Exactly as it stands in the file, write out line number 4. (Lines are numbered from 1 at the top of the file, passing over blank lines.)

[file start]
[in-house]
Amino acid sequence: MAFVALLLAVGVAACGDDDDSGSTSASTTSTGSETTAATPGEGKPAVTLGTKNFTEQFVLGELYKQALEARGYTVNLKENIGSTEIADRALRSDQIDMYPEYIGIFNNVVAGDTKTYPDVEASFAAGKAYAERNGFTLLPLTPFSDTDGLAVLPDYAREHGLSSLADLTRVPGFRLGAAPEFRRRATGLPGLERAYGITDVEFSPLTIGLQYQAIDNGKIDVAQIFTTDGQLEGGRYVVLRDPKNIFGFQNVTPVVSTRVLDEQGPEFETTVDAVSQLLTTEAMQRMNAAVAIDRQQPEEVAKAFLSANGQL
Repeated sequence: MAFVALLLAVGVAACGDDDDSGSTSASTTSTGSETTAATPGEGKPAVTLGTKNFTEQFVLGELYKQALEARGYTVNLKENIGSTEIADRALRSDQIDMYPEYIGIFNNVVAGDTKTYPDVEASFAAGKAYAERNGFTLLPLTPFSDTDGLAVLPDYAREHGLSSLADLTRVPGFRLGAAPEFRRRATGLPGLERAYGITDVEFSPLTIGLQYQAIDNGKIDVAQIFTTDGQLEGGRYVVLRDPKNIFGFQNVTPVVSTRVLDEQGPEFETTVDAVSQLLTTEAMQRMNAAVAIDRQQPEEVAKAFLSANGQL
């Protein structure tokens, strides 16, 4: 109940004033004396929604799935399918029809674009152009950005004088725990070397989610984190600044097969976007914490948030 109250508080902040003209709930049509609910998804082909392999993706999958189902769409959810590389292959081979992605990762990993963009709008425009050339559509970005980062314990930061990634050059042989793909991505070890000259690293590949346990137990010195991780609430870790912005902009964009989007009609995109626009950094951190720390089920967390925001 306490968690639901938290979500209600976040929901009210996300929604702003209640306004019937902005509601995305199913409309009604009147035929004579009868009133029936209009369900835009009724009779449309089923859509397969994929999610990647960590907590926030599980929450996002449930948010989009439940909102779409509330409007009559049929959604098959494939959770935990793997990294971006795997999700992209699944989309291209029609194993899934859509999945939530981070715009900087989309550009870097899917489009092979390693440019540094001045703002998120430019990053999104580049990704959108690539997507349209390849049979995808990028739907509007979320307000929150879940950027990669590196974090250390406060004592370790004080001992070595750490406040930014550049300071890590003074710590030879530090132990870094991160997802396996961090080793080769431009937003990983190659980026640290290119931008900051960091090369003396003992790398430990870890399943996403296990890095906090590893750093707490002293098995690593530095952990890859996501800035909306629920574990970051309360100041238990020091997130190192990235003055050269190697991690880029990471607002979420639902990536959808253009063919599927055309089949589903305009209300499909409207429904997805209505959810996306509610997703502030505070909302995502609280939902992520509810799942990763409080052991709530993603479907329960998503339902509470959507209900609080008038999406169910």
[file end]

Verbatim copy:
């Protein structure tokens, strides 16, 4: 109940004033004396929604799935399918029809674009152009950005004088725990070397989610984190600044097969976007914490948030 109250508080902040003209709930049509609910998804082909392999993706999958189902769409959810590389292959081979992605990762990993963009709008425009050339559509970005980062314990930061990634050059042989793909991505070890000259690293590949346990137990010195991780609430870790912005902009964009989007009609995109626009950094951190720390089920967390925001 306490968690639901938290979500209600976040929901009210996300929604702003209640306004019937902005509601995305199913409309009604009147035929004579009868009133029936209009369900835009009724009779449309089923859509397969994929999610990647960590907590926030599980929450996002449930948010989009439940909102779409509330409007009559049929959604098959494939959770935990793997990294971006795997999700992209699944989309291209029609194993899934859509999945939530981070715009900087989309550009870097899917489009092979390693440019540094001045703002998120430019990053999104580049990704959108690539997507349209390849049979995808990028739907509007979320307000929150879940950027990669590196974090250390406060004592370790004080001992070595750490406040930014550049300071890590003074710590030879530090132990870094991160997802396996961090080793080769431009937003990983190659980026640290290119931008900051960091090369003396003992790398430990870890399943996403296990890095906090590893750093707490002293098995690593530095952990890859996501800035909306629920574990970051309360100041238990020091997130190192990235003055050269190697991690880029990471607002979420639902990536959808253009063919599927055309089949589903305009209300499909409207429904997805209505959810996306509610997703502030505070909302995502609280939902992520509810799942990763409080052991709530993603479907329960998503339902509470959507209900609080008038999406169910």